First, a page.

Gellner Bryan, Xin Liming, Pinto Ribeiro Roberto Vanin, Bissoondath Ved, Adamson Mitchell B, Yu Frank, Lu Pengzhou, Paradiso Emanuela, Mbadjeu Hondjeu Arnaud Romeo, Simmons Craig A, Badiwala Mitesh V
Ex situ heart perfusion (ex situ heart perfusion) is an emerging technique that aims to increase the number of organs available for transplantation by augmenting both donor heart preservation and evaluation. Traditionally, ex situ heart perfusion has been performed in an unloaded Langendorff mode, though more recently groups have begun to use pump-supported working mode (PSWM) and passive afterload working mode (PAWM) to enable contractile evaluation during ex situ heart perfusion. To this point, however, neither the predictive effectiveness of the two working modes nor the predictive power of individual contractile parameters has been analyzed. In this article, we use our previously described system to analyze the predictive relevance of a multitude of contractile parameters measured in each working mode. Ten porcine hearts were excised and perfused ex situ in Langendorff mode for 4 h, evaluated using pressure-volume catheterization in both PSWM and PAWM, and transplanted into size-matched recipient pigs. After 3 h, hearts were weaned from cardiopulmonary bypass and evaluated. When correlating posttransplant measurements to their ex situ counterparts, we report that parameters measured in both modes show sufficient power (Spearman rank coefficient > 0.7) in predicting global posttransplant function, characterized by cardiac index and preload recruitable stroke work. For the prediction of specific posttransplant systolic and diastolic function, however, a large discrepancy between the two working modes was observed. With 9 of 10 measured posttransplant parameters showing stronger correlation with counterparts measured in PAWM, it is concluded that PAWM allows for a more detailed and nuanced prediction of posttransplant function than can be made in PSWM. Ex situ heart perfusion has been proposed as a means to augment the organ donor pool by improving organ preservation and evaluation between donation and transplantation. Using our multimodal perfusion system, we analyzed the impact of using a "passive afterload working mode" for functional evaluation as compared with the more traditional "pump-supported working mode." Our data suggests that passive afterload working mode allows for a more nuanced prediction of posttransplant function in porcine hearts.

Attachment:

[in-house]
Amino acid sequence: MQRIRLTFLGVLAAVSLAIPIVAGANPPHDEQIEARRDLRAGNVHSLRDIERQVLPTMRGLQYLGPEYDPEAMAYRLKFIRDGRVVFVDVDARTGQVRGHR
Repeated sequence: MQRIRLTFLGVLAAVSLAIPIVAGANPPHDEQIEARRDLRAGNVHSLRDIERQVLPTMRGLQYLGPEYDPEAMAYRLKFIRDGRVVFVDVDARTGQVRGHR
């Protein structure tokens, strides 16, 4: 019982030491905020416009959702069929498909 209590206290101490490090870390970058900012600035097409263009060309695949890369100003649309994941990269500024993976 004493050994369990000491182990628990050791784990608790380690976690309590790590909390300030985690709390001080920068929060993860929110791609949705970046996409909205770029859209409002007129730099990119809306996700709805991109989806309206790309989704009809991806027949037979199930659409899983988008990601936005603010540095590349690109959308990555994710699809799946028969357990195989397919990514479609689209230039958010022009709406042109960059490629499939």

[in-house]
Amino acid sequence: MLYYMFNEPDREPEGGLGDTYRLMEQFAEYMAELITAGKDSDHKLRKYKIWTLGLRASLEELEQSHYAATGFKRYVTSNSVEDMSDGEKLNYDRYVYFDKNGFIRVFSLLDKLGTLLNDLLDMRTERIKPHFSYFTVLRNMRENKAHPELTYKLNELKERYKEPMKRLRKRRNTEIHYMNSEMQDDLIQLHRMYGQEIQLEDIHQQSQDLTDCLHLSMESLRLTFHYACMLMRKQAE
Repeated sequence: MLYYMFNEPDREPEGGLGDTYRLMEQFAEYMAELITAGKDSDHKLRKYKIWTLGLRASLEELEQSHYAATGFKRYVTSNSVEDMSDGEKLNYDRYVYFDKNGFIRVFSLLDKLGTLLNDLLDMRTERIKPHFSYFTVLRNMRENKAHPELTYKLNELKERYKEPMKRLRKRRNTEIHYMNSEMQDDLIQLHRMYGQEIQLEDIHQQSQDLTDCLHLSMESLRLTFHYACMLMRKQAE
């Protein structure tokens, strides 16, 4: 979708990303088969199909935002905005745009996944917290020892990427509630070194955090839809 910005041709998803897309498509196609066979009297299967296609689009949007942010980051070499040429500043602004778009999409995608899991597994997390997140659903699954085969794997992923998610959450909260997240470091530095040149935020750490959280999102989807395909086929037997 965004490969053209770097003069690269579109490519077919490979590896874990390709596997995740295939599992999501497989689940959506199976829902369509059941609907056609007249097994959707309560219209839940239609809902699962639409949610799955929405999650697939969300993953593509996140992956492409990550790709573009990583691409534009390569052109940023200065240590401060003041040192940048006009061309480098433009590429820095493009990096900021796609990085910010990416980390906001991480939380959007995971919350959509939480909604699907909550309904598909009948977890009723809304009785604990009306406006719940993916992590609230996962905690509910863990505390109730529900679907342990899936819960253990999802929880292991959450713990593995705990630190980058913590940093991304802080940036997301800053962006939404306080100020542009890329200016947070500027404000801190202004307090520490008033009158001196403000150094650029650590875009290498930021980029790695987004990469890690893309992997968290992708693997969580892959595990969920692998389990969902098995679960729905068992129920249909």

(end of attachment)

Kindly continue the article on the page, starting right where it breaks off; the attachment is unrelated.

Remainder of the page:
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Hearts Donated After Circulatory Death and Reconditioned Using Normothermic Regional Perfusion Can Be Successfully Transplanted Following an Extended Period of Static Storage.
Circ Heart Fail2019 Apr;12(4):e005364. doi: 10.1161/CIRCHEARTFAILURE.118.005364.
Ribeiro Roberto V P, Alvarez Juglans S, Yu Frank, Paradiso Emanuela, Adamson Mitchell B, Maria Ruggeri Giulia, Fukunaga Naoto, Bissoondath Ved, Serrick Cyril, Meineri Massimiliano, Ross Heather, Rao Vivek, Badiwala Mitesh V
There has been an increased interest in donation after circulatory death (DCD) to expand donor pool for cardiac transplantation. Normothermic regional perfusion (NRP) allows in situ assessment of DCD hearts, allowing only acceptable organs to be procured. We sought to determine if extended cold storage was possible for DCD hearts following NRP and to compare hearts stored using standard cold storage with a novel cardioprotective solution designed for room temperature storage.
METHODS AND RESULTS:
Donor pigs underwent hypoxic cardiac arrest (DCD) followed by 15 minutes of warm ischemia and resuscitation on NRP. They were then randomly assigned to static storage with histidine-tryptophan-ketoglutarate (HTK) at 4°C (HTK group, n=5) or SOM-TRN-001 at 21°C (SOM group, n=5). Conventional beating-heart donations were used as controls (n=4). Fourteen transplants were successfully performed. HTK hearts showed initial dysfunction following reperfusion; however, they demonstrated significant recovery up to 3 hours post-transplant. No significant differences were seen between HTK and control hearts post-transplantation (cardiac index: control 49.5±6% and HTK 48.5±5% of baseline). SOM improved myocardial preservation; hearts showed stable contractility after transplantation (cardiac index: 113.0±43% of NRP function) and improved diastolic function compared with HTK. Preservation in SOM also significantly reduced proinflammatory cytokine production and release following transplantation and partially prevented endothelial dysfunction.
DCD hearts stored using a standard preservation solution demonstrated comparable post-transplantation myocardial function to standard controls. Thus, short periods of cold storage following successful NRP and documented adequate function is an acceptable strategy for DCD hearts. Preservation in SOM at room temperature is feasible and can improve cardiac recovery by minimizing endothelial dysfunction and tissue injury.